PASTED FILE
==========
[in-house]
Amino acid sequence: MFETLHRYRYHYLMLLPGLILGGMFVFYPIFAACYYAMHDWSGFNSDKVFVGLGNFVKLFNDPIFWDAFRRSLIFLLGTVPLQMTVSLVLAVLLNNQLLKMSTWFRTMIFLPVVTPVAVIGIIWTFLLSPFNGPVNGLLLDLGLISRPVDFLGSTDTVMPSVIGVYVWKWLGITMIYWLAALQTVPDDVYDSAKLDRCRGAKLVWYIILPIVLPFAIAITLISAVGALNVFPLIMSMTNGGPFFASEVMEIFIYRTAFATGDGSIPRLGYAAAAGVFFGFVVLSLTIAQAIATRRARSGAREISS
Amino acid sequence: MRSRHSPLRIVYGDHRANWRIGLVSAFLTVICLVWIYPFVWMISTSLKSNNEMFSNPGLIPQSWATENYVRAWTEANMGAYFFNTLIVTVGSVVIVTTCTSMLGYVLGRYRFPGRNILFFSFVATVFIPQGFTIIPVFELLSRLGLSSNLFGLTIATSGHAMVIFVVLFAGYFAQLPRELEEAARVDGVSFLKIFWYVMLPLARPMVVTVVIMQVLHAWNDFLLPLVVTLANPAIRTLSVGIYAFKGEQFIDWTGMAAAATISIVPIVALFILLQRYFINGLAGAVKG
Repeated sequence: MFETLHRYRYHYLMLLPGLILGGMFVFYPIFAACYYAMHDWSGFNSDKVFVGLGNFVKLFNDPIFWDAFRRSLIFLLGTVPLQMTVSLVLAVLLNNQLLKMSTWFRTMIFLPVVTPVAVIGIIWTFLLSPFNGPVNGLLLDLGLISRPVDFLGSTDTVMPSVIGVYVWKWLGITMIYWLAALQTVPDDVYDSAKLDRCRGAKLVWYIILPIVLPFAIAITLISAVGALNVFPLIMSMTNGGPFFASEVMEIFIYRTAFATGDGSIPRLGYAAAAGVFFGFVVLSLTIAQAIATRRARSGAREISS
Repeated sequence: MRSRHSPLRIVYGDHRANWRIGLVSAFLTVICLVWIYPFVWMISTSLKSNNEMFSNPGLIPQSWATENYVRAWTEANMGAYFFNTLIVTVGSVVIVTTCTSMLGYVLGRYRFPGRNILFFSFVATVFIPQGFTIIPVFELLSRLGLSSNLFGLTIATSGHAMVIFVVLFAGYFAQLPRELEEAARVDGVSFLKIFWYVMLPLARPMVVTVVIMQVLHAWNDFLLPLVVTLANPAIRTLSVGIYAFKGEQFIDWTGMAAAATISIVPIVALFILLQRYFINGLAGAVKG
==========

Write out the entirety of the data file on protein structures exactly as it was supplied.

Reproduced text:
[in-house]
Amino acid sequence: MFETLHRYRYHYLMLLPGLILGGMFVFYPIFAACYYAMHDWSGFNSDKVFVGLGNFVKLFNDPIFWDAFRRSLIFLLGTVPLQMTVSLVLAVLLNNQLLKMSTWFRTMIFLPVVTPVAVIGIIWTFLLSPFNGPVNGLLLDLGLISRPVDFLGSTDTVMPSVIGVYVWKWLGITMIYWLAALQTVPDDVYDSAKLDRCRGAKLVWYIILPIVLPFAIAITLISAVGALNVFPLIMSMTNGGPFFASEVMEIFIYRTAFATGDGSIPRLGYAAAAGVFFGFVVLSLTIAQAIATRRARSGAREISS
Amino acid sequence: MRSRHSPLRIVYGDHRANWRIGLVSAFLTVICLVWIYPFVWMISTSLKSNNEMFSNPGLIPQSWATENYVRAWTEANMGAYFFNTLIVTVGSVVIVTTCTSMLGYVLGRYRFPGRNILFFSFVATVFIPQGFTIIPVFELLSRLGLSSNLFGLTIATSGHAMVIFVVLFAGYFAQLPRELEEAARVDGVSFLKIFWYVMLPLARPMVVTVVIMQVLHAWNDFLLPLVVTLANPAIRTLSVGIYAFKGEQFIDWTGMAAAATISIVPIVALFILLQRYFINGLAGAVKG
Repeated sequence: MFETLHRYRYHYLMLLPGLILGGMFVFYPIFAACYYAMHDWSGFNSDKVFVGLGNFVKLFNDPIFWDAFRRSLIFLLGTVPLQMTVSLVLAVLLNNQLLKMSTWFRTMIFLPVVTPVAVIGIIWTFLLSPFNGPVNGLLLDLGLISRPVDFLGSTDTVMPSVIGVYVWKWLGITMIYWLAALQTVPDDVYDSAKLDRCRGAKLVWYIILPIVLPFAIAITLISAVGALNVFPLIMSMTNGGPFFASEVMEIFIYRTAFATGDGSIPRLGYAAAAGVFFGFVVLSLTIAQAIATRRARSGAREISS
Repeated sequence: MRSRHSPLRIVYGDHRANWRIGLVSAFLTVICLVWIYPFVWMISTSLKSNNEMFSNPGLIPQSWATENYVRAWTEANMGAYFFNTLIVTVGSVVIVTTCTSMLGYVLGRYRFPGRNILFFSFVATVFIPQGFTIIPVFELLSRLGLSSNLFGLTIATSGHAMVIFVVLFAGYFAQLPRELEEAARVDGVSFLKIFWYVMLPLARPMVVTVVIMQVLHAWNDFLLPLVVTLANPAIRTLSVGIYAFKGEQFIDWTGMAAAATISIVPIVALFILLQRYFINGLAGAVKG